Politicians do follow the money. Where’s ours? We don’t have any. Scientology succeeds more than we do. They have money.

    We can all end corruption in gov’t, but I suggest each of us do this on a local level, or county level. There are ways each of us can do our own investigation and get these thieving scoundrels out of office.

    Julie

  • Thanks, Jclaude. I was peer-pressured into believing I must have had bad parents since I began to hear horror stories in the therapy groups. I asked myself, “If I am here, then something must have gone on.” The group pressured me to “talk about it.” They assumed I had been abused and kept needling me to talk about child abuse that had never occurred. In my book, the memoir I published, I have a chapter on that exact moment I was pressured in group therapy. I re-created the scene (with names changed).

    What happened in the scene was odd. I was pressured by the other patients. They were expecting a child abuse horror story. If any horror story had happened to me, it was my eating disorder, that is, a dieting cycle I could not end, which had only started maybe 18 months prior to that moment.

    I was terrified to tell the group the truth. “Sorry, I have no child abuse horror stories to tell you. I don’t make the grade. I’m not good enough for you all. I do have embarrassing eating problems even though I might look okay to you.”

    I never said that. What came out that afternoon was an ear-piercing scream. Likely, I was screaming at the irony of the moment.

  • JC, I wish MIA would talk about this issue more.

    I am working on a new article for MIA about how some, certainly not all, workplaces are oppressive and reminiscent of the nuthouses in their hierarchical structure and overbearing “policies.” I went through a bad workplace situation in January so that inspired me to write it. (I have another job now that seems totally reasonable so far!)

  • Streetphoto: The mental health system isn’t just a pill mill. It’s a system of incarceration. It removes people from society or ghettoizes them, essentially de-voicing them or refusing to allow them to participate in society and denies them rights to make their own decisions. It removes them from the workforce, creating a tiered society, a society based on elitism, the haves who are supposedly capable who have rights, and those who are considered incapacitated, whose rights are taken away, sanctioned by laws in many countries. Drugs compound the matter, they are part of it, but they they aren’t the big picture.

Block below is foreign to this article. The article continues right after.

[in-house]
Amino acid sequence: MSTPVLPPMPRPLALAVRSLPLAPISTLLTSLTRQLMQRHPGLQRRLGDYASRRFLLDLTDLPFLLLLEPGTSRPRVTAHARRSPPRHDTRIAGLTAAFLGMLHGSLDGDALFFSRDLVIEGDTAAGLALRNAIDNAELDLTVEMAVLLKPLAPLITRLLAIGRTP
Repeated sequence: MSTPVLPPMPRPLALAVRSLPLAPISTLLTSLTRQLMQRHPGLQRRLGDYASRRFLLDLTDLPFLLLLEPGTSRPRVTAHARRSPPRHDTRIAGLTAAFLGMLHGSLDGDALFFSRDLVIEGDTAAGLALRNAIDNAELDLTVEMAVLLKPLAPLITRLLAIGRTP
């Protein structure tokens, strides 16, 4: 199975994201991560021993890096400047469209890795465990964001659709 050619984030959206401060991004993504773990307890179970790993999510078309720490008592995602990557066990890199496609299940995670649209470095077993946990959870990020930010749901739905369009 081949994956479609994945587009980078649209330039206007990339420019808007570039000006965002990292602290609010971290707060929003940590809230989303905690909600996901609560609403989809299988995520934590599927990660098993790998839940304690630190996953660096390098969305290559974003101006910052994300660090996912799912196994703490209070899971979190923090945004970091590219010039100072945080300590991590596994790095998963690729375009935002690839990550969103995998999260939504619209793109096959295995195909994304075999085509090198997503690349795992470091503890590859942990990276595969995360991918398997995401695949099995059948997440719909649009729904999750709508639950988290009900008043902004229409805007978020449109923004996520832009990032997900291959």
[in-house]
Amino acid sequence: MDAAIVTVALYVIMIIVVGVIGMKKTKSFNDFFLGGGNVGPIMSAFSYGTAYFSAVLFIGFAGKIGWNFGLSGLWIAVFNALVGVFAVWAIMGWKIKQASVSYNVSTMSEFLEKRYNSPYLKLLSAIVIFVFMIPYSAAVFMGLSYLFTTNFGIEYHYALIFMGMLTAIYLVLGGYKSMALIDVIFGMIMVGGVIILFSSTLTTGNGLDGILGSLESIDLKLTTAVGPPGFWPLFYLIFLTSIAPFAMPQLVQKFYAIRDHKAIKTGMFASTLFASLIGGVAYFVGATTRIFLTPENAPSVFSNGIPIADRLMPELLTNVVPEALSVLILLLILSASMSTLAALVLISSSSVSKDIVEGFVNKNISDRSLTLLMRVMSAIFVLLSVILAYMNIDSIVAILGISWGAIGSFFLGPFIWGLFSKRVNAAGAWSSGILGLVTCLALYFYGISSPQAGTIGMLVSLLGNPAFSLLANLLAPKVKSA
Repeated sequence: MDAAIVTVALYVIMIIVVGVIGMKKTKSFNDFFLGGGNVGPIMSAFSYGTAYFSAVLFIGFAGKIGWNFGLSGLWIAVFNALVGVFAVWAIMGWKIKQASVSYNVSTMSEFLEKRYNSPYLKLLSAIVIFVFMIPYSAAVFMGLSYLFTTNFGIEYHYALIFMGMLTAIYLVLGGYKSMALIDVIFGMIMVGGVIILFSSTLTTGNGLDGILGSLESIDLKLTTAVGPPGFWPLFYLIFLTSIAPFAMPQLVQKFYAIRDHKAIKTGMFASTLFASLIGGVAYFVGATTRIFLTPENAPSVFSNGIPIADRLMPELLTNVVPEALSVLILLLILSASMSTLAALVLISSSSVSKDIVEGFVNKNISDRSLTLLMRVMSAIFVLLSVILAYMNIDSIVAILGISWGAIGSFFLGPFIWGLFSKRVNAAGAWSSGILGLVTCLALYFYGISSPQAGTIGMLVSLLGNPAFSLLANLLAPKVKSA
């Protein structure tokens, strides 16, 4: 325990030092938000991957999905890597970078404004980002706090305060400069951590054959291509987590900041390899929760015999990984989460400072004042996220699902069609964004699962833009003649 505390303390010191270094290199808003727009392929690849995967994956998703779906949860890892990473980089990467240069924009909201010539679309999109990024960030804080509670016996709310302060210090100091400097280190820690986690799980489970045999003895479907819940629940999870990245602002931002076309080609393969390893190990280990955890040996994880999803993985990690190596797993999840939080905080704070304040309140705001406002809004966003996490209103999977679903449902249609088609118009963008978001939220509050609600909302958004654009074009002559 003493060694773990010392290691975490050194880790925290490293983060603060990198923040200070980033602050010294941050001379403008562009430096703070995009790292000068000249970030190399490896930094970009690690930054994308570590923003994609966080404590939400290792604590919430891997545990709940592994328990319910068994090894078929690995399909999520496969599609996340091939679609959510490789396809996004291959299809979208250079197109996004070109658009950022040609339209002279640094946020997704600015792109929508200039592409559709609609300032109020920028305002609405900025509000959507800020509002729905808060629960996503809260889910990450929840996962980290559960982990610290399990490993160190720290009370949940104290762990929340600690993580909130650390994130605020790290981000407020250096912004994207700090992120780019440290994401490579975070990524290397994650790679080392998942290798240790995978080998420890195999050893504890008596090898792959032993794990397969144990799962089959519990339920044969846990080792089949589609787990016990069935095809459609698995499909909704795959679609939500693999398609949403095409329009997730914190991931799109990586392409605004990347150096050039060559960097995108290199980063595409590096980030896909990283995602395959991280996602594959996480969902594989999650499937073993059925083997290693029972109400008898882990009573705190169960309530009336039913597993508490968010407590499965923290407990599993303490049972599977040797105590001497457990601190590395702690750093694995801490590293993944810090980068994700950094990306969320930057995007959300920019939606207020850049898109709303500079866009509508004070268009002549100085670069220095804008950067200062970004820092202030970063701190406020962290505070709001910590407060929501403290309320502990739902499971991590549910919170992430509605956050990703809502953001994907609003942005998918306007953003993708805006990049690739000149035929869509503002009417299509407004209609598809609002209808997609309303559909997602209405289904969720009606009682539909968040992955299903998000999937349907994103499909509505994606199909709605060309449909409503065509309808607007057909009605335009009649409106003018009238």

• Mary, this is their little-known “eating disorders protocol.” Any ED patient in their inpatient “program” is automatically restricted to 32 oz per day. They monitor this very carefully. They won’t allow soup nor tea. They also watched me in the bathroom even while I was toileting, totally illegal in MA, and insisted they’d have to watch me shower. They claimed I would drink the shower water. I refused to shower with someone watching. I was very very thin then. I became desperate for water within a very short time. I begged and begged. Pleaded with them. I realized I would likely become dangerously dehydrated as I’d been upon admission if this continued. My normal intake for over 30 years now has been at least six liters per day in 68 degree weather. In summer or if I am exercising, that could double. I do not get an electrolyte imbalance from drinking my usual amount of water.